Diagnosing Sheehan syndrome can be difficult for doctors, as symptoms can emerge gradually and look similar to other conditions. Initially, a doctor will ask a person about their medical history and any complications with past childbirths.
They may also ask if a person experienced trouble producing breast milk and did not restart menstruation after childbirth, two common signs of the condition. With this information, a doctor may then order the following
- Blood tests: These tests will show any unusual hormone levels that indicate the pituitary gland is not functioning properly.
- Anterior pituitary hormone test: Measures the levels of certain hormones in the body.
- MRI: This imaging test will show any damage or changes to the structure of the pituitary gland that can help confirm a diagnosis of Sheehan syndrome.
A person with Sheehan syndrome might need lifelong treatment since their pituitary gland may no longer function properly. Treatment aims to replace the hormones in the body that the pituitary gland cannot adequately produce. The exact treatment can vary depending on what hormone levels are atypical but may include:
- Corticosteroids: These medications include prednisone or hydrocortisone and replace the adrenal hormones.
- Levothyroxine: This medication helps increase thyroid hormones that may be deficient if the pituitary gland is not producing enough thyroid-stimulating hormone.
- Estrogen and progesterone: A person may need to take these medications until they reach an age that menopause would usually occur. If a person has had a hysterectomy, a doctor will prescribe only estrogen, while someone with a uterus will take both hormones.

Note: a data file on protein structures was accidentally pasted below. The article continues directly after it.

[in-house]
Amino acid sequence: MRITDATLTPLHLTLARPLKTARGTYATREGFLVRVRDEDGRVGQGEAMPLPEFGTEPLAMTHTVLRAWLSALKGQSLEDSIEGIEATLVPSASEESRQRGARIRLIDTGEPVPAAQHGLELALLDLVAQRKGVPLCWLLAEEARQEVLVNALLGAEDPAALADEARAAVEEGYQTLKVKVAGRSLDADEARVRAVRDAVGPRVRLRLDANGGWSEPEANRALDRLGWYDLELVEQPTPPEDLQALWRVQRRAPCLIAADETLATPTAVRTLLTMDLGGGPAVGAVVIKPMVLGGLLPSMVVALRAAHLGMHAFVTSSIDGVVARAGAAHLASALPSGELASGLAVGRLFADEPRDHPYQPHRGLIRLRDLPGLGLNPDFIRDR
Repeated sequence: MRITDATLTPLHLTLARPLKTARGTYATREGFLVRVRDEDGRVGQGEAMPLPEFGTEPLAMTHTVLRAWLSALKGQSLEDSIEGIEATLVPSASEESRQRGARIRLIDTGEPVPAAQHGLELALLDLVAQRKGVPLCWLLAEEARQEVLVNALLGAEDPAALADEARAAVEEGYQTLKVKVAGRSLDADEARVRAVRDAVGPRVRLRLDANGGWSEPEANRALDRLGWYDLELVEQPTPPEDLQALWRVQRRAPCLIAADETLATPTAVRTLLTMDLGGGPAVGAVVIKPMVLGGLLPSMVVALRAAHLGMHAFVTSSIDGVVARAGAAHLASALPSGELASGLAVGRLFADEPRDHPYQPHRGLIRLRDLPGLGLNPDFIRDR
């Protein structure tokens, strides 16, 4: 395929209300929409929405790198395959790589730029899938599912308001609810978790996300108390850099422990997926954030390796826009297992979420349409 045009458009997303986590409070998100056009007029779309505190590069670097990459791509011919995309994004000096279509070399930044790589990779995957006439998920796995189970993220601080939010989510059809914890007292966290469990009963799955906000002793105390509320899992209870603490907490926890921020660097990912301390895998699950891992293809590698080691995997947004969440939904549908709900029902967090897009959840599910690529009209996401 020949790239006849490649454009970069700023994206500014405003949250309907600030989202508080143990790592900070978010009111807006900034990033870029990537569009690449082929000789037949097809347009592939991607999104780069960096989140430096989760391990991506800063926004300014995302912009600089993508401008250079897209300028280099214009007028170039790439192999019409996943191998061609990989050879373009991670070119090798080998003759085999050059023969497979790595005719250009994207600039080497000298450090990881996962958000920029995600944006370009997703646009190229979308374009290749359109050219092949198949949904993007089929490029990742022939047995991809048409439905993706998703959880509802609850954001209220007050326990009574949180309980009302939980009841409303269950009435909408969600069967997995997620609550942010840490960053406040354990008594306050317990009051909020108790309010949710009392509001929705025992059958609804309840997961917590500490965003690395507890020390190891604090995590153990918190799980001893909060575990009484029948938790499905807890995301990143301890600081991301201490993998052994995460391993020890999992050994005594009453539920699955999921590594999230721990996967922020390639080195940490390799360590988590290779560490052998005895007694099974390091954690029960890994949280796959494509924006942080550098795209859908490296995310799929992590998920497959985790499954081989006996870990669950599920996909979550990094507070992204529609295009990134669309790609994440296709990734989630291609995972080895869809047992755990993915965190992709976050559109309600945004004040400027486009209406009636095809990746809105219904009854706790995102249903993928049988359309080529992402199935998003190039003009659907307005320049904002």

- Growth hormone: Bringing these hormones back to a typical level can help improve muscle mass that may have decreased and improve cholesterol levels.
One of the more serious complications of Sheehan’s syndrome is the possibility of experiencing an adrenal crisis. During times of physical stress, such as injury, illness, or surgery, the body requires a hormone called cortisol to function in increased amounts. When it does not have enough to deal with the physical stresses, the body may go into shock, and in serious cases, this can be life threatening.
A person with Sheehan’s syndrome may not be able to produce enough cortisol without treatment. A doctor can help create a plan for adjusting medications to lessen the risk of adrenal crisis. They may also recommend wearing a medical alert tag.
Sheehan syndrome describes a condition that occurs following damage to the pituitary gland during or after childbirth. The pituitary gland plays a key role in many functions of the body, and when it does not function properly, a person can experience a variety of symptoms. Treatment for Sheehan syndrome is lifelong, but correcting the hormone deficiencies can relieve symptoms and allow a person to live a healthy, typical life.